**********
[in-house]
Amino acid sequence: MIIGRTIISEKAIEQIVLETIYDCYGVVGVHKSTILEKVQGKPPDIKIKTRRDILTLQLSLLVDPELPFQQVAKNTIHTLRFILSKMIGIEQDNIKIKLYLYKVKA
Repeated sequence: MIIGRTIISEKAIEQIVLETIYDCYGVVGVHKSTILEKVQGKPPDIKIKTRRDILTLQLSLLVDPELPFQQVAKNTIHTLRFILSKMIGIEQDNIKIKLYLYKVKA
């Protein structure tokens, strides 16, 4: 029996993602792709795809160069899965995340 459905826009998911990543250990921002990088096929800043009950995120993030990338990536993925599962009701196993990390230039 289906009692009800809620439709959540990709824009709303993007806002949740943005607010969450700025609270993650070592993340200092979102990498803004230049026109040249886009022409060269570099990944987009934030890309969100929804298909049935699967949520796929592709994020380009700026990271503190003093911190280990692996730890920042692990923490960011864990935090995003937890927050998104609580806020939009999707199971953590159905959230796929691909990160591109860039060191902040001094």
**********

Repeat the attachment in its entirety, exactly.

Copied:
[in-house]
Amino acid sequence: MIIGRTIISEKAIEQIVLETIYDCYGVVGVHKSTILEKVQGKPPDIKIKTRRDILTLQLSLLVDPELPFQQVAKNTIHTLRFILSKMIGIEQDNIKIKLYLYKVKA
Repeated sequence: MIIGRTIISEKAIEQIVLETIYDCYGVVGVHKSTILEKVQGKPPDIKIKTRRDILTLQLSLLVDPELPFQQVAKNTIHTLRFILSKMIGIEQDNIKIKLYLYKVKA
């Protein structure tokens, strides 16, 4: 029996993602792709795809160069899965995340 459905826009998911990543250990921002990088096929800043009950995120993030990338990536993925599962009701196993990390230039 289906009692009800809620439709959540990709824009709303993007806002949740943005607010969450700025609270993650070592993340200092979102990498803004230049026109040249886009022409060269570099990944987009934030890309969100929804298909049935699967949520796929592709994020380009700026990271503190003093911190280990692996730890920042692990923490960011864990935090995003937890927050998104609580806020939009999707199971953590159905959230796929691909990160591109860039060191902040001094």